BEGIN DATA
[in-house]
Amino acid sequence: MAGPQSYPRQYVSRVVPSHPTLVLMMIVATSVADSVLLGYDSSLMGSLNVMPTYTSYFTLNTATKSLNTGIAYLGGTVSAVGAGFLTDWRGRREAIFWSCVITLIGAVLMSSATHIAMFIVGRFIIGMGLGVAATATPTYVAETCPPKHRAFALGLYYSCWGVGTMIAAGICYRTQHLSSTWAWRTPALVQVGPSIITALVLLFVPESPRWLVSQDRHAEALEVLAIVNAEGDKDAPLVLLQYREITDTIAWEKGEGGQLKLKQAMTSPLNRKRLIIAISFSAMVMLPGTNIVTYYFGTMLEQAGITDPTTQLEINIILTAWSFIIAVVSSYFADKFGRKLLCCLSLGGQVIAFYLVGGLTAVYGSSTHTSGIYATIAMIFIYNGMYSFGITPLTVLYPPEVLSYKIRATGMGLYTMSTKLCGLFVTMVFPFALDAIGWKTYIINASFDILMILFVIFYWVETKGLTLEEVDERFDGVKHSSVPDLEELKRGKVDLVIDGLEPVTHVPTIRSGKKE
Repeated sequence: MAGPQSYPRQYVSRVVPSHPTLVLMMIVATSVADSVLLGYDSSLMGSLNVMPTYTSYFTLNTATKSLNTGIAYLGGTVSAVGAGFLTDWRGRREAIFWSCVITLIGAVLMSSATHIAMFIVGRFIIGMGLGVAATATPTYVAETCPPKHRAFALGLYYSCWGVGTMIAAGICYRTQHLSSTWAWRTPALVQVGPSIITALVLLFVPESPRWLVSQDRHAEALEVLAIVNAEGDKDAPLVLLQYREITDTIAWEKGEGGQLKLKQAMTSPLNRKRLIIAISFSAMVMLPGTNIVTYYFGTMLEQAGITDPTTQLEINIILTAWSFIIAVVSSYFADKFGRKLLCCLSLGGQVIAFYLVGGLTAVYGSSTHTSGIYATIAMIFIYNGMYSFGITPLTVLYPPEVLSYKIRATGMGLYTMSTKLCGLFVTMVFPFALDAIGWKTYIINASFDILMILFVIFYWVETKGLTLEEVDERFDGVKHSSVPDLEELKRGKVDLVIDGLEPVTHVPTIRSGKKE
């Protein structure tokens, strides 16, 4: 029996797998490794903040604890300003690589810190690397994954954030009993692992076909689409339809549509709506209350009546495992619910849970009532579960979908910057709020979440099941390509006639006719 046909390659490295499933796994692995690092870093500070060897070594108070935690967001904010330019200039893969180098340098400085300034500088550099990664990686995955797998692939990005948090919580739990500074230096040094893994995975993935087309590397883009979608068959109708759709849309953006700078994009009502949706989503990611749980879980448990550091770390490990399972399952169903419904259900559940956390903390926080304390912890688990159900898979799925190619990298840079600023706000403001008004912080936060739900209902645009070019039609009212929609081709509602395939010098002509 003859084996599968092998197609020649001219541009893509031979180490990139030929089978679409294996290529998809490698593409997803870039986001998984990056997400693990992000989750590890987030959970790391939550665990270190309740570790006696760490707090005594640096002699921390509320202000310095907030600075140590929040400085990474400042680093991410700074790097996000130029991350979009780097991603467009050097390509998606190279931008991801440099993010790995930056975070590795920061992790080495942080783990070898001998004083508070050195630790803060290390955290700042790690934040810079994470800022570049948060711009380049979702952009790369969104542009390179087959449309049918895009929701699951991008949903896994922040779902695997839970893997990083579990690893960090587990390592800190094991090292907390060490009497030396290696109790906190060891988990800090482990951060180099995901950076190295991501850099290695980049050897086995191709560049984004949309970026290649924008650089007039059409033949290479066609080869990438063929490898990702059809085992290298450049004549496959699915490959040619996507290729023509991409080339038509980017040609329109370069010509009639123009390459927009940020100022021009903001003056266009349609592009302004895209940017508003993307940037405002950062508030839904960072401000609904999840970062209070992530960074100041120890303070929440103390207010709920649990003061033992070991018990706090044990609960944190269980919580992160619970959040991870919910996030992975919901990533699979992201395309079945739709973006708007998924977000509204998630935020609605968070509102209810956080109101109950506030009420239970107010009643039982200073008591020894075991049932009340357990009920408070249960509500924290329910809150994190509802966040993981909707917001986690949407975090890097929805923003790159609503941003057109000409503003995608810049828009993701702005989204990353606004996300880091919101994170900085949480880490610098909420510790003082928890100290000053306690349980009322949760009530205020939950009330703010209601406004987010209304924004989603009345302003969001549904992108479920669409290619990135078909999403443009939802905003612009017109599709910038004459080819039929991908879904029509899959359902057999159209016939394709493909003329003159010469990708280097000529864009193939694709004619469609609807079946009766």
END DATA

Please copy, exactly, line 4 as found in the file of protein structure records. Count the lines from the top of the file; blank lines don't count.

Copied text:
């Protein structure tokens, strides 16, 4: 029996797998490794903040604890300003690589810190690397994954954030009993692992076909689409339809549509709506209350009546495992619910849970009532579960979908910057709020979440099941390509006639006719 046909390659490295499933796994692995690092870093500070060897070594108070935690967001904010330019200039893969180098340098400085300034500088550099990664990686995955797998692939990005948090919580739990500074230096040094893994995975993935087309590397883009979608068959109708759709849309953006700078994009009502949706989503990611749980879980448990550091770390490990399972399952169903419904259900559940956390903390926080304390912890688990159900898979799925190619990298840079600023706000403001008004912080936060739900209902645009070019039609009212929609081709509602395939010098002509 003859084996599968092998197609020649001219541009893509031979180490990139030929089978679409294996290529998809490698593409997803870039986001998984990056997400693990992000989750590890987030959970790391939550665990270190309740570790006696760490707090005594640096002699921390509320202000310095907030600075140590929040400085990474400042680093991410700074790097996000130029991350979009780097991603467009050097390509998606190279931008991801440099993010790995930056975070590795920061992790080495942080783990070898001998004083508070050195630790803060290390955290700042790690934040810079994470800022570049948060711009380049979702952009790369969104542009390179087959449309049918895009929701699951991008949903896994922040779902695997839970893997990083579990690893960090587990390592800190094991090292907390060490009497030396290696109790906190060891988990800090482990951060180099995901950076190295991501850099290695980049050897086995191709560049984004949309970026290649924008650089007039059409033949290479066609080869990438063929490898990702059809085992290298450049004549496959699915490959040619996507290729023509991409080339038509980017040609329109370069010509009639123009390459927009940020100022021009903001003056266009349609592009302004895209940017508003993307940037405002950062508030839904960072401000609904999840970062209070992530960074100041120890303070929440103390207010709920649990003061033992070991018990706090044990609960944190269980919580992160619970959040991870919910996030992975919901990533699979992201395309079945739709973006708007998924977000509204998630935020609605968070509102209810956080109101109950506030009420239970107010009643039982200073008591020894075991049932009340357990009920408070249960509500924290329910809150994190509802966040993981909707917001986690949407975090890097929805923003790159609503941003057109000409503003995608810049828009993701702005989204990353606004996300880091919101994170900085949480880490610098909420510790003082928890100290000053306690349980009322949760009530205020939950009330703010209601406004987010209304924004989603009345302003969001549904992108479920669409290619990135078909999403443009939802905003612009017109599709910038004459080819039929991908879904029509899959359902057999159209016939394709493909003329003159010469990708280097000529864009193939694709004619469609609807079946009766």